Philz Coffee is planning to take over the former Russian Hill Bookstore storefront at 2230 Polk Street which has been vacant for five months.

As proposed, while the interior of the Polk Street space would be renovated, the exterior would remain relatively the same, save some new signage.

But with 43 locations worldwide, including 13 stores and a mobile truck in San Francisco alone, and Formula Retail restrictions in place for the Polk Street Corridor, San Francisco’s Planning Commission will have to approve a Conditional Use application to allow Philz’s move.

23 thoughts on “Philz Sets Its Sights on Polk Street”
  1. I”m all for restricting chains but shouldn’t there be an exception to the rule for brands that start with 1 store in SF and then grow over time into a succesful brand?

    1. So would you include, for example, the GAP – which would seem to be the epitome of your definition – or would it be an exception…to the exception.

    2. This is exactly why these silly retail bans are a joke.

      Do you hear yourself? Everyone has their own lame opinion on this stuff so it inevitably becomes a big cluster**** in which the people who scream the loudest and have the most spare time on their hands get their own arbitrary wishes, often at the expense of the majority who likely disagree.

      The only fair and sensible way is to let the market decide. If SF really doesn’t want chains they’ll go out of business. The very fact that people have to pass laws to keep them out PROVES that many people want them. An no, it’s not just tourists and out of towners.

      1. Of course people want chains. Large retail stores (large anything, really), are professionally managed; compared to small businesses they are more efficient, pay a greater proportion of revenue to labor rather than capital, and generally outcompete smaller outfits. Workers employed at large stores are paid more, receive more benefits, and have more legal protections. There is an HR department you can go to. There is dental. Even Starbucks offers a 401K. Sure, it’s cute when the small restaurant only hires family members, or members of a certain ethnic group, but a large chain is in jeopardy when it discriminates like that. That’s why large chains tend to outcompete most small businesses, and when there is direct competition, only the best small businesses survive, which increases overall quality.

        Even something as simple as a coffee shop — Why is the strip along Columbus filled with disgusting coffee? In North Beach? You have a couple of good coffee shops right at The Station and then you are in a coffee desert until you hit the Beacon across from the Public Library. Everything in between is pure garbage. I’ve sat down at each of those stores, ordered an espresso, and had to spit it out. But hey, no competition! Even a basic coffee shop has to regularly clean the machines, order fresh beans, not skimp on beans (what all of these “local” outfits do that are more than 10 years old). Espresso machines need to be serviced, the water pressure needs to be constant, mineral build up removed, stale beans need to be thrown away instead of served to customers, same for coffee that was sitting for too long after it was brewed, etc. I was in one of these local shops and asked for an Iced coffee and Iced tea, and the lady behind the counter took out a big plastic pitcher from a refrigerator, poured me two iced coffees, and when I reminded her I only wanted one, she poured one of them back into the pitcher and put it back in the fridge. A big chain wouldn’t be able to do that, in addition to providing more benefits, they would need to train their employees in basic sanitation.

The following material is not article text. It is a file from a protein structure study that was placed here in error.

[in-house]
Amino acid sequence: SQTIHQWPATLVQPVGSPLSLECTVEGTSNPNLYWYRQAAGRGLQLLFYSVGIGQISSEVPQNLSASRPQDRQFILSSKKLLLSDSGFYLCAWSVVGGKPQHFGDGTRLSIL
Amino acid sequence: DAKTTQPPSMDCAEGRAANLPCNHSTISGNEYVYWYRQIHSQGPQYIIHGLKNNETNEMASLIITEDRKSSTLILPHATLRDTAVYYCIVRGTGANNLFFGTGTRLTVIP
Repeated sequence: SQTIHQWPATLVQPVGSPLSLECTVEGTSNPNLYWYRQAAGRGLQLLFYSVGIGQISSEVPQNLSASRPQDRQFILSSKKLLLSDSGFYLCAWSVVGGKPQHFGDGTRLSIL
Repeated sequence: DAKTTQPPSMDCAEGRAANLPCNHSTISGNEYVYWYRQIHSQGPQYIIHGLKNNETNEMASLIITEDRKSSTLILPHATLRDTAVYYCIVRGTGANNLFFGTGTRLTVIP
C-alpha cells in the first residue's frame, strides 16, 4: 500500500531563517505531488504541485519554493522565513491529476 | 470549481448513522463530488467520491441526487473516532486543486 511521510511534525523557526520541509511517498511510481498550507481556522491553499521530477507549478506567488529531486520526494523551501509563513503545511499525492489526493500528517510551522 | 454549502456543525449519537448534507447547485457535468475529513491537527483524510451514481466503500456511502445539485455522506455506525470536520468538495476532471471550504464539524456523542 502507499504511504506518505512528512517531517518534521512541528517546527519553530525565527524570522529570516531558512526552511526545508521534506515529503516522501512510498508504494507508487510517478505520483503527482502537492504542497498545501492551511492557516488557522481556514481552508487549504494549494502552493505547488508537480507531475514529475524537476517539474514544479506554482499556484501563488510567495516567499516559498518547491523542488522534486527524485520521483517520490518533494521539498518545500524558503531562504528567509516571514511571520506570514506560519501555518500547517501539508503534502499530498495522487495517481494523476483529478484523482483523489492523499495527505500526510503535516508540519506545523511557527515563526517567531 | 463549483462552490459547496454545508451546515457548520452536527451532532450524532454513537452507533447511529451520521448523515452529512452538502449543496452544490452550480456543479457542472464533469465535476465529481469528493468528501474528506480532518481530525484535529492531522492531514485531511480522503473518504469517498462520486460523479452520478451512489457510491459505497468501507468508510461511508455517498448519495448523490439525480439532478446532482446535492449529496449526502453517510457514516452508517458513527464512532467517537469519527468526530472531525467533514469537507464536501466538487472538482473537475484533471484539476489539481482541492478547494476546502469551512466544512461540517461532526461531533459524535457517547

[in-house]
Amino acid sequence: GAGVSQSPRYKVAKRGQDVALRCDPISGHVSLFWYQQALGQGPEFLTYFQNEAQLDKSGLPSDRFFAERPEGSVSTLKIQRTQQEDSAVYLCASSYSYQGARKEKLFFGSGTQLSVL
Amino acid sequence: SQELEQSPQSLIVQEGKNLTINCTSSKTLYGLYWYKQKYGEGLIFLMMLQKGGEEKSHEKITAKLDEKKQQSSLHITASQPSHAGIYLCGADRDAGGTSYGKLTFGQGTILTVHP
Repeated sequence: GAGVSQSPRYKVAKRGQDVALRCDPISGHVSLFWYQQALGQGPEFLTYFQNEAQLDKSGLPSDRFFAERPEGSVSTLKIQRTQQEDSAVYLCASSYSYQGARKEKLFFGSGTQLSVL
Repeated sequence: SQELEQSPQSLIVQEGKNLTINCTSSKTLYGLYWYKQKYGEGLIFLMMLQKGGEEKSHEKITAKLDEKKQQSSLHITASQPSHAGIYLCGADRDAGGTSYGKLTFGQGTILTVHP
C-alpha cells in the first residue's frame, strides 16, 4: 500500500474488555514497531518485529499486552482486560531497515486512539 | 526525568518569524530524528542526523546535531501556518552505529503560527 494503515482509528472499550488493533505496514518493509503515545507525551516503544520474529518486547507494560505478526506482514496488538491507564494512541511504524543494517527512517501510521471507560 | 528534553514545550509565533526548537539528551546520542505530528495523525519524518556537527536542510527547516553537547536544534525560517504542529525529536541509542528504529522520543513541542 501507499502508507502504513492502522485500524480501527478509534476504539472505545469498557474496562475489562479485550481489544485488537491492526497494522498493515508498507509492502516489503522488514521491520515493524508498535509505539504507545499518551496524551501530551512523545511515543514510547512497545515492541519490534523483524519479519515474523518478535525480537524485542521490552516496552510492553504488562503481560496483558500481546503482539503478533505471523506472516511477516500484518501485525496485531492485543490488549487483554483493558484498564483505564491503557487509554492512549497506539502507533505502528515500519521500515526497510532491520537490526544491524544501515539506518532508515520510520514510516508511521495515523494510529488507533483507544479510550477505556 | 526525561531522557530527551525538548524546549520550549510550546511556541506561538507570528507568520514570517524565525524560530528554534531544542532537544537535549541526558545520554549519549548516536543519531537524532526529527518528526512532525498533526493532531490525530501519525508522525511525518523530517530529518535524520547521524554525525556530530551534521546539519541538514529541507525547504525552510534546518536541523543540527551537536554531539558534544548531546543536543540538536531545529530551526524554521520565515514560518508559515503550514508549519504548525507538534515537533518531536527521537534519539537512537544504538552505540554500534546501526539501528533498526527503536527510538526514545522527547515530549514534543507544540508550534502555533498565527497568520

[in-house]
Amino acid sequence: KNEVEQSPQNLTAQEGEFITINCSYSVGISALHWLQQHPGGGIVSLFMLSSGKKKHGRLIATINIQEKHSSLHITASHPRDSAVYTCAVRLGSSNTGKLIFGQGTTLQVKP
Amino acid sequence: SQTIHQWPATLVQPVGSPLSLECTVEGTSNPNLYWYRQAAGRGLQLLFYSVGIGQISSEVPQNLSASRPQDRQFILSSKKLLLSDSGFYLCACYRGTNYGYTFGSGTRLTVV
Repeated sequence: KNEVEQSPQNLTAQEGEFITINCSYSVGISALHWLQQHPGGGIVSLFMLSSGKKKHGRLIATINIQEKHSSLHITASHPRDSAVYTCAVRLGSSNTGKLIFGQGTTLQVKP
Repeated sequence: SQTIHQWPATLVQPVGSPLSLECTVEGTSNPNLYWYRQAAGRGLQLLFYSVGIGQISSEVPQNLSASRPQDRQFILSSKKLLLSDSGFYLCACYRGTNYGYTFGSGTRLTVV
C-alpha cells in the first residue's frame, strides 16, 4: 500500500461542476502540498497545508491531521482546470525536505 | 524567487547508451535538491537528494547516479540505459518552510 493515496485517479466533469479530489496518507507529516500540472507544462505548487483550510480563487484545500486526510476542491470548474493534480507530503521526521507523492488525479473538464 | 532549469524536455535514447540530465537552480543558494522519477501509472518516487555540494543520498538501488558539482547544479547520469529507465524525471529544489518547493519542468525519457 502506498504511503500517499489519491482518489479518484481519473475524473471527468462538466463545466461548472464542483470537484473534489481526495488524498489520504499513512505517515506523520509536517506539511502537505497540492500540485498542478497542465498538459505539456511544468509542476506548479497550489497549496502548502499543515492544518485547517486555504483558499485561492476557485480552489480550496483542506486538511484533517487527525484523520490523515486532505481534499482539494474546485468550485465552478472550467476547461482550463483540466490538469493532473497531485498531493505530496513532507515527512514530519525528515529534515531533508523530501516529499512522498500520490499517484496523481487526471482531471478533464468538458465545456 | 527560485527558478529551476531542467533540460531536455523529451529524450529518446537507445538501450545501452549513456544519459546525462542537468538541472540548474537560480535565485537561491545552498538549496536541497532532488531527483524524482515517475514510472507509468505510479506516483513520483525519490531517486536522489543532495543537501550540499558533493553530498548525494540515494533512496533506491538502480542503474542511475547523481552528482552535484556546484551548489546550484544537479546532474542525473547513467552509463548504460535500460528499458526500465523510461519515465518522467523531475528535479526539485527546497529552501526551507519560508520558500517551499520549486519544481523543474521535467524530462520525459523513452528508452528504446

I really don’t know why people romanticize small business, but businesses grow when they are well run and efficient. There is usually a reason why one company has 100 stores and another only has 1. What they’ve done to North Beach, in particular, is incredibly sad. Yes, you get more colorful and variety of facades. But you pay very heavily at the counter for the level of service and quality that you get. As most people aren’t willing to do that, we pass these laws ensconcing uncompetitive businesses on one of our primary streets.

  2. philz coffee is so mediocre, i just dont see how it thrives like this. just proves we are still not an elite coffee drinking town

      1. Expensive, good tasting coffee? No idea.

        If I could make a good cup of coffee in a laboratory using a bunsen burner and reverse osmosis principles, can I charge $35 a cup?

    1. Starbucks thrives, too, even in “elite” coffee cities like Seattle and Portland.

      Philz is not my cup of tea (haha), but I don’t begrudge others for drinking it. You come across as a snob. Just enjoy what you enjoy, and don’t worry about what other people do. In fact, that is a good philosophy to apply to all areas of life. You can dislike Philz without being a snob.

  3. Philz is the new Starbucks. I understand the desire to grow their brand but it’s getting beyond excessive at this point and I find my self going less and less now. Also their coffee has way too much caffeine in it.

  4. Too bad the bookstore’s still not there to co-habit the space; you could read a small novel in the time it takes for Philz to drip drip drip out a cuppa. (And it’d be less pretentious to stand around reading Nabokov than to pretend to give a d*mn about all the various bean options… I want a cup, and I want it now.)

    1. Just what I was thinking, minus pretentious pretention stuff. Plus Kerouac or Maupin instead of Nabokov. It’s San Francisco, man.

  5. they should make their signs bigger you can’t see it, so when you tell people “hey meet me under the philz” sign , they don’t and never show up and you realize late in the evening that they couldn’t see the sign yes that’s the reason they COULD NOT see the PHILZ SIGN that’s the only reason.

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